Reputations in the NFL are like goldfish in a family home. You don’t just have to nurture them, you have to protect them from all kinds of bizarre, unexpected and unfathomable occurrences. Sometimes a goldfish has to survive getting an entire can of Coke or a whole bag of potato chips dunked in its tank, and sometimes a reputation has to survive losing a game you had a 99.9 percent chance of winning with 30 seconds left.
Coming into this season, Brian Daboll wasn’t the darling of New York — that would be Aaron Rodgers, who held that title for all of four plays — but coming off a 9-7-1 season where he won NFL Coach of the Year, expectations for Daboll were high enough.
The goodwill lasted about seven minutes into the season, until Dallas blocked a field goal and ran it back for a touchdown en route to a 40-0 Sunday night skull-dragging of the Giants. After injuries to both newly extended quarterback Daniel Jones and backup Tyrod Taylor, the Giants are 2-6, already five games off the division lead in just eight weeks.
The ugliness keeps coming. Thanks to quarterbacks that spent more time in the medical tent than under center, and a decimated offensive line, the Giants rank 32nd in points scored. The team couldn’t even manage a double-digit lead until their seventh game of the season — the last team in the NFL to do so. Matters bottomed out on Sunday, when the Giants had a victory in their hands … and then just kicked it away.
With just 28 seconds left and facing fourth-and-1 deep in Jets territory, Daboll opted to go for a field goal … which kicker Graham Gano missed, because karma gods curse conservative play-calling.
“Kick a field goal there and they have 24 seconds with no timeouts and they need a touchdown,” Daboll said after the game. “Making the field goal, then they’d have 24 seconds with no timeouts and they’d have to drive the length and our defense was playing really well the whole game. That’s why I made the decision.”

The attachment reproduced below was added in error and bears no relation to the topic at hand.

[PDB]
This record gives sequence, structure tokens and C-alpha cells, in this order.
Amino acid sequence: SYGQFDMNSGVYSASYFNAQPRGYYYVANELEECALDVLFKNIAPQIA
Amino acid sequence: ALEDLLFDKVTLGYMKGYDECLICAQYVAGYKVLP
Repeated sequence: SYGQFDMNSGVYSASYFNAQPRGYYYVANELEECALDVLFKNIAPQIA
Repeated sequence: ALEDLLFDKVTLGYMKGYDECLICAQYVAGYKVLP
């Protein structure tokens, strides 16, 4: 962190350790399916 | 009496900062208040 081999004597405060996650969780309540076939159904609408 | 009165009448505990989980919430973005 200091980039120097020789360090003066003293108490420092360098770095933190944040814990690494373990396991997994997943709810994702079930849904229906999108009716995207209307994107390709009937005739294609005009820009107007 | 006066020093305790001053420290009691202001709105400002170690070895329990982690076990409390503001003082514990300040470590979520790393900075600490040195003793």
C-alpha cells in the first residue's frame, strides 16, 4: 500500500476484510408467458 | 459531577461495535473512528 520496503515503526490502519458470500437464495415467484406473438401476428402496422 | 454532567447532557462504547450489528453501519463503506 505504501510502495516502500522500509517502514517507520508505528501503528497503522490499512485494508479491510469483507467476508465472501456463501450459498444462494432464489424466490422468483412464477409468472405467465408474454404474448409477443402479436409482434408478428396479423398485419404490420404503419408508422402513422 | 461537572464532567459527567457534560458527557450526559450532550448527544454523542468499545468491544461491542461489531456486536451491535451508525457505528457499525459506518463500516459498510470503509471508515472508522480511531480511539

The Jets needed just two plays (and a highly favorable self-spotting) to traverse the field without timeouts and kick an OT-forcing field goal. Of course.
The Jets would go on to win, in large part because Daboll had no trust in Tommy DeVito (the quarterback making his NFL debut, not the “Goodfellas” character) to throw downfield. DeVito completed two passes for minus-1 yards, and the Giants as a whole had minus-9 passing yards on an afternoon that’s going to leave a scar.
“We had some chances there,” Daboll said after the game. “Probably about a handful of plays that if we make one of them, probably get a different result.”
He’s not wrong. The Giants are two yards from being 4-4 — the one they couldn’t get Sunday on fourth down, and the one that separated them from the end zone at the end of their Week 6 game against the Bills, where they lost 14-9.
Giants fans have every right to be enraged, but there’s probably more than a little scar tissue here; Daboll was supposed to put an end to the tentative, misfiring Joe Judge era. Last year, he did. This year, he’s flailing. Every team faces coin-flip games, but for the Giants, the coin flips aren’t coming up heads or tails — the coin is just rolling into an open sewer.
Daboll’s job shouldn’t be in jeopardy; he bought himself an awful lot of goodwill from last year’s playoff team, and injuries to key positions have left him fighting with both hands tied behind his back. But he arrived to a New York franchise fed up with losing and coming off a 4-13 season that ended with six straight losses. The fact that Daboll still has work to do in November to get past that woeful mark is grim indeed.
There’s still time for Daboll to turn this around, time to salvage some pride in 2023 and set up for next year. The mighty Eagles lurk late in the season, in Weeks 16 and 18, but between now and then the Giants have theoretically winnable games against Las Vegas, Washington, New England and Green Bay.
Jones is expected to return this week, which could give the Giants some desperately needed stability. Star running back Saquon Barkley looks as reliable as ever, even if he’s literally carrying the entire team on his back right now.
If the Giants continue to spiral, though, and if Daboll continues to end up on the wrong side of debatable coaching decisions, well … it’s best not to think too much about the fate that awaits most family goldfish.